Hearing and Vision Loss
As with humans, vision loss and hearing loss can impact senior dogs. And if it’s gradual enough, you might not realize it until the loss is significant. Dogs adapt well by relying on their other senses. Signs to watch for include:
- Problems locating toys or the food and water dishes
- Bumping into furniture or walls
- Hesitant jumping on or off the furniture or climbing down the stairs
- Not making eye contact with you
- Behaving anxiously or becoming clingy
- Sleeping more soundly
- Ignoring your cues
- Not coming when called or not looking at you when you call their name
- Not being disturbed by loud sounds
- Ignoring sounds that used to be exciting, like a squeaky toy
Hearing loss in senior dogs is usually caused by deterioration of the nerves inside the ear. On the other hand, vision loss can result from many health issues such as glaucoma and cataracts or hypertension. Depending on the issue, the sooner your vet examines your pet, the better. Although most sensory loss is irreversible, the underlying condition might require immediate treatment.
Urinary Incontinence and Kidney Disease
Many older dogs begin to show signs of urinary incontinence, which is a loss of bladder control. Often, the muscles controlling the bladder’s opening weaken, so the dog might leak urine during the night, dribble while walking, or be unable to hold it as long as they used to. There are medications that can help tighten up the muscles, more frequent bathroom breaks might help, or you may want to get them a diaper. However, there are other possible causes of urinary incontinence such as urinary tract infections or bladder stones, so your vet will need to rule those out.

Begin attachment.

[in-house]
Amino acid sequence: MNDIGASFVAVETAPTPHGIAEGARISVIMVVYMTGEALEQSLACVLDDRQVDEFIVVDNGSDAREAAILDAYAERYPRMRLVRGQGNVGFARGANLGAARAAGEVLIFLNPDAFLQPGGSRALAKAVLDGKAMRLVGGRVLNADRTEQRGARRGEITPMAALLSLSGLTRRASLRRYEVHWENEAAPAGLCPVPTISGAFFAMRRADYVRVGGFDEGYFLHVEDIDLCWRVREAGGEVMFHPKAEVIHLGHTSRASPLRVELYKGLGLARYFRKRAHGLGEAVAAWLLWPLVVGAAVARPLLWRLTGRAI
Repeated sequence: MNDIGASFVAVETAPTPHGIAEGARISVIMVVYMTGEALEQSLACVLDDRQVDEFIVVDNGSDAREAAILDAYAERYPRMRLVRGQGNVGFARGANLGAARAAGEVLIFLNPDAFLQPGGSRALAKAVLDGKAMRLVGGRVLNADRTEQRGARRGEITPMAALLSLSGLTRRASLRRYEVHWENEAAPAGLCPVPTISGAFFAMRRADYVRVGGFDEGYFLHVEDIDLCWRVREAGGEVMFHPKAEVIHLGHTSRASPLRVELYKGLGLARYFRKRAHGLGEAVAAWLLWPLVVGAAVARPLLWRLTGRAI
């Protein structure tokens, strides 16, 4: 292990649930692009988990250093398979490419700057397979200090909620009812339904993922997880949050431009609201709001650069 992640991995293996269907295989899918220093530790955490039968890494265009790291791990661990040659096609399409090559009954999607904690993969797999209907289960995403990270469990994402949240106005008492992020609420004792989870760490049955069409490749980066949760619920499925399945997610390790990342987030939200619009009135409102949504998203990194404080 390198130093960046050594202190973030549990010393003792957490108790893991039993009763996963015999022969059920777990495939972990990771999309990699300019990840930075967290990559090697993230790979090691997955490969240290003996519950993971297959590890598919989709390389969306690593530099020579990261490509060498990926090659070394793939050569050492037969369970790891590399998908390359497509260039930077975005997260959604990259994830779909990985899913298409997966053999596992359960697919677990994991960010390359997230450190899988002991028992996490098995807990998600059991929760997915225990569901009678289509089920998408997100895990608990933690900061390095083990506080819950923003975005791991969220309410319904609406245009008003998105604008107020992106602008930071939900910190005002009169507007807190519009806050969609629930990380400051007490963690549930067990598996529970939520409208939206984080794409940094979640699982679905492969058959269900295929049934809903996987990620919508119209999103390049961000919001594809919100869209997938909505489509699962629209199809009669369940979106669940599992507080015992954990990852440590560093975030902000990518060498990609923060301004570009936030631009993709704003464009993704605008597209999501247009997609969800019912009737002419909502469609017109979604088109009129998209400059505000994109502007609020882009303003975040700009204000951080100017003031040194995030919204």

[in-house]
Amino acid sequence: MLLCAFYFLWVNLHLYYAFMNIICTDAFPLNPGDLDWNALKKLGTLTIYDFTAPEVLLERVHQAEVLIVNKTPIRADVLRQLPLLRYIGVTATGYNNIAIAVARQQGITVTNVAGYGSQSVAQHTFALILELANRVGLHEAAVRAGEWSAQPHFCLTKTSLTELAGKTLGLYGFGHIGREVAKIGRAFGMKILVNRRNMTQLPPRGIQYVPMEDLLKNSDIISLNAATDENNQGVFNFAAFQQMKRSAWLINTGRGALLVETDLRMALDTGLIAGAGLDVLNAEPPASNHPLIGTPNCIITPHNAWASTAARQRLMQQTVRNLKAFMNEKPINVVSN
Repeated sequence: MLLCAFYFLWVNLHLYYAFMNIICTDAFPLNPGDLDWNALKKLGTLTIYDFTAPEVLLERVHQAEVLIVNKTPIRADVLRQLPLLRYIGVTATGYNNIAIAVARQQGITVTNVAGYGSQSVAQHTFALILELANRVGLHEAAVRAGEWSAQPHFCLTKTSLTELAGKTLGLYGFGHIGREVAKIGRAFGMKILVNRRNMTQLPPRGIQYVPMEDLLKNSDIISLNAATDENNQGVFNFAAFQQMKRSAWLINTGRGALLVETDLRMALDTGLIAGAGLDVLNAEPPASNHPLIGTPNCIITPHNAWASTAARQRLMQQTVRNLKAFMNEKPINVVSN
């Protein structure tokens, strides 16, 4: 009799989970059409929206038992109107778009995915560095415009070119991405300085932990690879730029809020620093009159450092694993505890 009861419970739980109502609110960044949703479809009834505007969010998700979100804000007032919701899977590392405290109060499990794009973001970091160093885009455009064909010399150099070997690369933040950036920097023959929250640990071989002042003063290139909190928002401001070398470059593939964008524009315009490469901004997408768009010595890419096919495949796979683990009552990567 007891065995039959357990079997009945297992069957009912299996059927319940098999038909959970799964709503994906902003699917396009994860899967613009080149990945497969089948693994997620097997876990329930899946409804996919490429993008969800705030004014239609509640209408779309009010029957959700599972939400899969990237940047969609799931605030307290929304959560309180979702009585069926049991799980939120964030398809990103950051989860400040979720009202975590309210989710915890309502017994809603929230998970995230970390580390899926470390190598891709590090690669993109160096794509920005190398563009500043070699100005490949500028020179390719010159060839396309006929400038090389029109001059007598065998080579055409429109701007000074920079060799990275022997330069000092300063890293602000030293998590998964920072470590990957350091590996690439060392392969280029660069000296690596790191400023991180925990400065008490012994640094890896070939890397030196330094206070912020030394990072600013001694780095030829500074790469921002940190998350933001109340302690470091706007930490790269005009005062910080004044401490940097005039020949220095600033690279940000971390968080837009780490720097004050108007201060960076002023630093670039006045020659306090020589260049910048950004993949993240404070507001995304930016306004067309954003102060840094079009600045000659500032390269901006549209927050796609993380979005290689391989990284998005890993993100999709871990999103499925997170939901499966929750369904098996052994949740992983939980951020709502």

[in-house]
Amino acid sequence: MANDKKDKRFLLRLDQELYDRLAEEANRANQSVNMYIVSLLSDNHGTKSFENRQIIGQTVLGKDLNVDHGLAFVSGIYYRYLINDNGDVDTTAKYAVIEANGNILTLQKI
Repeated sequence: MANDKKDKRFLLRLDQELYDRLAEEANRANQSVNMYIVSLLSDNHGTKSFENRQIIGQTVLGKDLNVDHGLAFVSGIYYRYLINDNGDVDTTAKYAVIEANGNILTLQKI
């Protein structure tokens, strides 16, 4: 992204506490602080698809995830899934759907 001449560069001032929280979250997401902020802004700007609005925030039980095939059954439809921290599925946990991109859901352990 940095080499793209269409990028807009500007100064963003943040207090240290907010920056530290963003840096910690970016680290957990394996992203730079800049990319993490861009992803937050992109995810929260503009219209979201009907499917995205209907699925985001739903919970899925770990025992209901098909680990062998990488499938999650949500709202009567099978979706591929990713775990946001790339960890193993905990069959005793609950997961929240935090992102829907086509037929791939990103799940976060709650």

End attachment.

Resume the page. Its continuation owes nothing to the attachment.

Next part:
Another cause of bathroom accidents is kidney disease. This happens when the kidneys are no longer able to efficiently filter waste products from a dog’s blood, which causes the dog to drink more and therefore pee more. Other symptoms to watch for include decreased appetite and vomiting. Your vet will diagnose the disease with blood work and urine testing. It’s important to closely monitor the condition and start treatment right away to preserve as much kidney function as possible and avoid complications. That might include a special renal diet, medications, and fluid therapy.
As your dog ages, their risk of cancer increases. Cancer is the uncontrolled growth of abnormal cells, but there are many different types of cancer, and it can occur all over the body. Symptoms will depend on the type and location of the disease. Therefore, it’s important to closely observe your senior dog’s physical health and behavior and then report anything out of the ordinary to your veterinarian. Some of the more common signs to be aware of are:
- Lumps or bumps, although these could be benign
- Weight loss or loss of appetite
- Vomiting or diarrhea
- Unpleasant odors coming from your dog
- Problems going to the bathroom or breathing
- Sores that don’t heal or discharge from body openings like the nostrils or anus
Your vet will diagnose cancer through a physical exam, blood work, and perhaps X-rays. Finally, they will want a sample of the tumor either with fine-needle aspiration, a biopsy (removal of part of the cancerous tissue), or complete removal of the tumor. Treatment will depend on the type of cancer and how advanced it is but may include removal of the tumor, radiation therapy, or the use of drugs such as chemotherapy. The sooner your dog is diagnosed, the better the likely outcome.